The best way for Francis to help bishops grow in this role is by further strengthening the authority of the synod, of which he is the president. A more thorough reform of this permanent body will be the vehicle by which he can begin resetting the lopsided imbalance between power in Rome and the local churches, between the center and the peripheries.
If historian Melloni is correct and reform of the Curia depends on reform of the papacy, then overhauling the Synod of Bishops is the place to start.
Pope Francis has given numerous signals that he would like to make the synod a more regular and essential component of universal church governance, which would constitute, in itself, a reform of the papacy.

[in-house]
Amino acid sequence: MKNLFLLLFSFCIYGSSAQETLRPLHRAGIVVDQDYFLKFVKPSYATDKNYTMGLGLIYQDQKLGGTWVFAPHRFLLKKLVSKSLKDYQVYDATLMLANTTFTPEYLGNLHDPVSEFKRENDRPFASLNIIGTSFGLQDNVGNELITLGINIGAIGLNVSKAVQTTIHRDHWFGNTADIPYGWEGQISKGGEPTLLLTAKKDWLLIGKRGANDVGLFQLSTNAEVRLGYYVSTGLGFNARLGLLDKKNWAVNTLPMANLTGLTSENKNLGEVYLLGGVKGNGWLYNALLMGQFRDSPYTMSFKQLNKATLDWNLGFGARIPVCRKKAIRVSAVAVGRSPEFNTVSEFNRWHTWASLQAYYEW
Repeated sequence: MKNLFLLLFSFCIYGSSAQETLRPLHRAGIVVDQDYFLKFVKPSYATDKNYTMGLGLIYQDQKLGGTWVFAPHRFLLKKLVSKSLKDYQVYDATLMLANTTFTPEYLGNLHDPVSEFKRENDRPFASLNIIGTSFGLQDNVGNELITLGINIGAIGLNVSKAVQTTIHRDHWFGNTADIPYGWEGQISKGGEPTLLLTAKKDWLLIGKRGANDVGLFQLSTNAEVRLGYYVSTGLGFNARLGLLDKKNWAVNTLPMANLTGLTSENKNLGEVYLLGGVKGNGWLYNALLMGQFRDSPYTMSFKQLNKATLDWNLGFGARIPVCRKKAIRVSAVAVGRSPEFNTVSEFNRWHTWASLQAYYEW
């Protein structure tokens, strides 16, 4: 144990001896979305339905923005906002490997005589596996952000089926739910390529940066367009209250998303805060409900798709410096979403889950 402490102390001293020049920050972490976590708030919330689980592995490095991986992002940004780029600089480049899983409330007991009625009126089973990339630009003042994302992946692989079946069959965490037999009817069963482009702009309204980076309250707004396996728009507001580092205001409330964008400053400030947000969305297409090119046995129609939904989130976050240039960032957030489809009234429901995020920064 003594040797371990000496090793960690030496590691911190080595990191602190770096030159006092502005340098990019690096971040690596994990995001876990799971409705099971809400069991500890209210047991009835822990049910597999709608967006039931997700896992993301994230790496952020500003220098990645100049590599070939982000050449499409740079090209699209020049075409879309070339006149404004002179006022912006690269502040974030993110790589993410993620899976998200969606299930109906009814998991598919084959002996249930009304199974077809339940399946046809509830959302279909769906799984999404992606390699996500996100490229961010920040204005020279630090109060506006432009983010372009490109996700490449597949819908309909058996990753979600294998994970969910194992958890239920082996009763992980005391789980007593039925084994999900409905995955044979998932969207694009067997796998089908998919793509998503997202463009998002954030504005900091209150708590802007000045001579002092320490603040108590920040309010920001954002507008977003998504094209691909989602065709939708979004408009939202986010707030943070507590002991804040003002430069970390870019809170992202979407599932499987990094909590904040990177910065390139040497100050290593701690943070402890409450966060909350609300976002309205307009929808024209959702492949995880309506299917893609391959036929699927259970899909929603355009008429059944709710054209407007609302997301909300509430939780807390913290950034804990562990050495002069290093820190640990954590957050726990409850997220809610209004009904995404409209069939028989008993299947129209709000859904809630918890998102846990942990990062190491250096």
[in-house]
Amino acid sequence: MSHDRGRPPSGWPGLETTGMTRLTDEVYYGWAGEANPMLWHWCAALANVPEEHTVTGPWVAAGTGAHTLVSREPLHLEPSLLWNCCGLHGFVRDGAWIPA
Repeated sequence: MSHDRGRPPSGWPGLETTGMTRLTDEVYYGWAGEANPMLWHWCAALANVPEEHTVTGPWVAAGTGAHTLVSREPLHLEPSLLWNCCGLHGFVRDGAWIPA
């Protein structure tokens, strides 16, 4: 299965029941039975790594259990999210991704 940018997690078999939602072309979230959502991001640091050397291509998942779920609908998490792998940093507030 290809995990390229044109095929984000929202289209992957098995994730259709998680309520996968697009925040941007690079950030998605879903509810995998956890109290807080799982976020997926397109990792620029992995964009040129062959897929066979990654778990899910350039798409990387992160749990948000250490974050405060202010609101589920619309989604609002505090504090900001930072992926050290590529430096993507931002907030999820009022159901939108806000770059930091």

But he will have to further change the synod's juridical status, as is his right.
And once it becomes the main body through which he pastors and governs the global church -- the pope in union with a representation of the worldwide episcopate -- the role and function of the Roman Curia will necessarily be redefined and most likely diminished.
Reforming the Synod of Bishops does not sound very exciting compared with all the eye-popping and headline-grabbing things Pope Francis has been doing these past three years. But if he succeeds in doing so it could be the most important church reform of the last thousand years.
[Robert Mickens is editor-in-chief of Global Pulse. Since 1986, he has lived in Rome, where he studied theology at the Pontifical Gregorian University before working 11 years at Vatican Radio and then another decade as correspondent for The Tablet of London.]